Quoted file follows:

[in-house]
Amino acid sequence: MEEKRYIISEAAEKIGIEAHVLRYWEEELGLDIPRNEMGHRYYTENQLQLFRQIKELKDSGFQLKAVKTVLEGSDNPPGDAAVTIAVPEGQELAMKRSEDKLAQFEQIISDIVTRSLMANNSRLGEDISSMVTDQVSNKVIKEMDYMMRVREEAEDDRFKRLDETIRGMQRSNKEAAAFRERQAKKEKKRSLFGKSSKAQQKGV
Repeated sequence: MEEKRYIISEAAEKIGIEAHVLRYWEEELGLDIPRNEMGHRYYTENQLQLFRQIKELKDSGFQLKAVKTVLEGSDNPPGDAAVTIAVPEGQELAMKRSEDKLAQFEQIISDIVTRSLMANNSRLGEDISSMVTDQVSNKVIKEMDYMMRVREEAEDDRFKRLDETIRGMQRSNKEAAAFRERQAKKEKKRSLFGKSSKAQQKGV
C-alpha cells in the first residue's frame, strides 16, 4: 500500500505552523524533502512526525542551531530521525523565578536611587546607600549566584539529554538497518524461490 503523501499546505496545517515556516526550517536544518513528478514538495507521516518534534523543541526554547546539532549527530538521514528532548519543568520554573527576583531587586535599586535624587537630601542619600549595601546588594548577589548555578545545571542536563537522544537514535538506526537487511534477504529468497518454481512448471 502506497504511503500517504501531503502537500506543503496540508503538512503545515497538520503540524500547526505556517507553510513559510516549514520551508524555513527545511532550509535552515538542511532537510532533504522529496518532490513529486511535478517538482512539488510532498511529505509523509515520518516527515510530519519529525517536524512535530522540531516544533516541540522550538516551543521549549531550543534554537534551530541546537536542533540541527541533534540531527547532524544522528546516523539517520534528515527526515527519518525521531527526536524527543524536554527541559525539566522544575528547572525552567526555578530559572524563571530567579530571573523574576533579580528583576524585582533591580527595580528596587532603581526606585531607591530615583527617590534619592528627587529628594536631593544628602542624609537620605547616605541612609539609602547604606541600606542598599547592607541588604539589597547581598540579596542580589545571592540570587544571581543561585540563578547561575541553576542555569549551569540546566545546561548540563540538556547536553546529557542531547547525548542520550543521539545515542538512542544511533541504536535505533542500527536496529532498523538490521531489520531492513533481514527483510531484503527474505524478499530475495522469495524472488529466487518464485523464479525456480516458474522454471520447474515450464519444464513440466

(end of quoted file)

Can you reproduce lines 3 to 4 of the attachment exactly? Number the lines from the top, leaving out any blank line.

Repeated sequence: MEEKRYIISEAAEKIGIEAHVLRYWEEELGLDIPRNEMGHRYYTENQLQLFRQIKELKDSGFQLKAVKTVLEGSDNPPGDAAVTIAVPEGQELAMKRSEDKLAQFEQIISDIVTRSLMANNSRLGEDISSMVTDQVSNKVIKEMDYMMRVREEAEDDRFKRLDETIRGMQRSNKEAAAFRERQAKKEKKRSLFGKSSKAQQKGV
C-alpha cells in the first residue's frame, strides 16, 4: 500500500505552523524533502512526525542551531530521525523565578536611587546607600549566584539529554538497518524461490 503523501499546505496545517515556516526550517536544518513528478514538495507521516518534534523543541526554547546539532549527530538521514528532548519543568520554573527576583531587586535599586535624587537630601542619600549595601546588594548577589548555578545545571542536563537522544537514535538506526537487511534477504529468497518454481512448471 502506497504511503500517504501531503502537500506543503496540508503538512503545515497538520503540524500547526505556517507553510513559510516549514520551508524555513527545511532550509535552515538542511532537510532533504522529496518532490513529486511535478517538482512539488510532498511529505509523509515520518516527515510530519519529525517536524512535530522540531516544533516541540522550538516551543521549549531550543534554537534551530541546537536542533540541527541533534540531527547532524544522528546516523539517520534528515527526515527519518525521531527526536524527543524536554527541559525539566522544575528547572525552567526555578530559572524563571530567579530571573523574576533579580528583576524585582533591580527595580528596587532603581526606585531607591530615583527617590534619592528627587529628594536631593544628602542624609537620605547616605541612609539609602547604606541600606542598599547592607541588604539589597547581598540579596542580589545571592540570587544571581543561585540563578547561575541553576542555569549551569540546566545546561548540563540538556547536553546529557542531547547525548542520550543521539545515542538512542544511533541504536535505533542500527536496529532498523538490521531489520531492513533481514527483510531484503527474505524478499530475495522469495524472488529466487518464485523464479525456480516458474522454471520447474515450464519444464513440466